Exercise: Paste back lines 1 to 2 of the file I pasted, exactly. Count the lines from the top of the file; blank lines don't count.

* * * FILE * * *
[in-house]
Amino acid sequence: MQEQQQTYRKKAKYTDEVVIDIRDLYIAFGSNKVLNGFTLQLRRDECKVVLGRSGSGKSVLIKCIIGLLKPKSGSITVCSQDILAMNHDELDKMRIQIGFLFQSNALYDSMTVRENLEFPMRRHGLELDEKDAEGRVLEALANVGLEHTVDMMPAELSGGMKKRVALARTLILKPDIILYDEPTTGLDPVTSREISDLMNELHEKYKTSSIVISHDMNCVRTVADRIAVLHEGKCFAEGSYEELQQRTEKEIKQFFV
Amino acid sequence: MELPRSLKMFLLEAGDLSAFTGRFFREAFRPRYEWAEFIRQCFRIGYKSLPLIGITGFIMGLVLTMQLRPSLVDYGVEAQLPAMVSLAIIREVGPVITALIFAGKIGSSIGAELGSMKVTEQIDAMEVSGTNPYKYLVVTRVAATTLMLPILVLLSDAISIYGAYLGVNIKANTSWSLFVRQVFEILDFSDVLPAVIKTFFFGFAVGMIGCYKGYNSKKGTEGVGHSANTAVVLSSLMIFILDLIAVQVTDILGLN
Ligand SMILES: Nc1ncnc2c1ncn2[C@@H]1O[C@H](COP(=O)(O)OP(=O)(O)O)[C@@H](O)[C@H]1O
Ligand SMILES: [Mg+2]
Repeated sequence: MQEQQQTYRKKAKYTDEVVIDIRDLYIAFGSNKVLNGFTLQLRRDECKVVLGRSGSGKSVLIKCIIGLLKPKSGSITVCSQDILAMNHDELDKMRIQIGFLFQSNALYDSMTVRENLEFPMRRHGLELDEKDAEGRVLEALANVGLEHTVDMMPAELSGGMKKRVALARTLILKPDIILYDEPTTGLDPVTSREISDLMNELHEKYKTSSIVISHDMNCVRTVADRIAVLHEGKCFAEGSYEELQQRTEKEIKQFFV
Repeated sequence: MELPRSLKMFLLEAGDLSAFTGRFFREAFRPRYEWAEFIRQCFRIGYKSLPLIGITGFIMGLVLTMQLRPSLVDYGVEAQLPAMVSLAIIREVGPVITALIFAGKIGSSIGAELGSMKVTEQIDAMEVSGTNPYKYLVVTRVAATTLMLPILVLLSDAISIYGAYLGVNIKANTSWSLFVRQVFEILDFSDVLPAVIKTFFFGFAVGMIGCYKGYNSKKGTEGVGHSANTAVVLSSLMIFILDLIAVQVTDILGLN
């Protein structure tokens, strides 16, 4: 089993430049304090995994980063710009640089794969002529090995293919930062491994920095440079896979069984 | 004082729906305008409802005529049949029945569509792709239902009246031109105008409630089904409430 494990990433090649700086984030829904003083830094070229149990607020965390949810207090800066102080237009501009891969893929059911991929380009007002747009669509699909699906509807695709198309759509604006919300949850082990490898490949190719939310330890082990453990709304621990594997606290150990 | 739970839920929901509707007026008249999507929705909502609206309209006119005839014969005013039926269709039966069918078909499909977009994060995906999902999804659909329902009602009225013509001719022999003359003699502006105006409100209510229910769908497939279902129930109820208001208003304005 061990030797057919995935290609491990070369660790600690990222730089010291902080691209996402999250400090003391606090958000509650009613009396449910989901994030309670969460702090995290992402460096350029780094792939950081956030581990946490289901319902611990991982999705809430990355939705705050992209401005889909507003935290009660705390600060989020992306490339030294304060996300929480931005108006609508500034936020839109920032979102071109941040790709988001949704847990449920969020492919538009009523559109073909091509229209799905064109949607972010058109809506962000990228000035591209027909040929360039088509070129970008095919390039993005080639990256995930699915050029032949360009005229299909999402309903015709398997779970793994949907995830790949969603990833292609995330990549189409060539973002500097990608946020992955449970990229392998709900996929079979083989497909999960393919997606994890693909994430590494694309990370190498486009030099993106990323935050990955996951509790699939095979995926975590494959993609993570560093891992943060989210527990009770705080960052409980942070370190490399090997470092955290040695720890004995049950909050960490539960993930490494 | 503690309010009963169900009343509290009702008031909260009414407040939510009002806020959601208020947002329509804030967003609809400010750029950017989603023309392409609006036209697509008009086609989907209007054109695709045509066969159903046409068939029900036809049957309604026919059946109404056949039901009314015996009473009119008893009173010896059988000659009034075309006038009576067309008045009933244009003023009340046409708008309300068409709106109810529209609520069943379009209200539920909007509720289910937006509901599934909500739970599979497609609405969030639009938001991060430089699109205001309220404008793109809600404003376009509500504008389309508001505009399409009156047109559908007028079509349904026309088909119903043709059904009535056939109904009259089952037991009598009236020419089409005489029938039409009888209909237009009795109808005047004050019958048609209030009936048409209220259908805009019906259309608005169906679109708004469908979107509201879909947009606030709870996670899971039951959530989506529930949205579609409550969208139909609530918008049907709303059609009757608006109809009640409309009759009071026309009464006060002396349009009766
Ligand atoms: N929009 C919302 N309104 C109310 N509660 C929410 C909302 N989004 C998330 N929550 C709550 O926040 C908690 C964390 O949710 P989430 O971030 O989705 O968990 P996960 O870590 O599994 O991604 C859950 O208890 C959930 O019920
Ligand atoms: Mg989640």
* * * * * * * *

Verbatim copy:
[in-house]
Amino acid sequence: MQEQQQTYRKKAKYTDEVVIDIRDLYIAFGSNKVLNGFTLQLRRDECKVVLGRSGSGKSVLIKCIIGLLKPKSGSITVCSQDILAMNHDELDKMRIQIGFLFQSNALYDSMTVRENLEFPMRRHGLELDEKDAEGRVLEALANVGLEHTVDMMPAELSGGMKKRVALARTLILKPDIILYDEPTTGLDPVTSREISDLMNELHEKYKTSSIVISHDMNCVRTVADRIAVLHEGKCFAEGSYEELQQRTEKEIKQFFV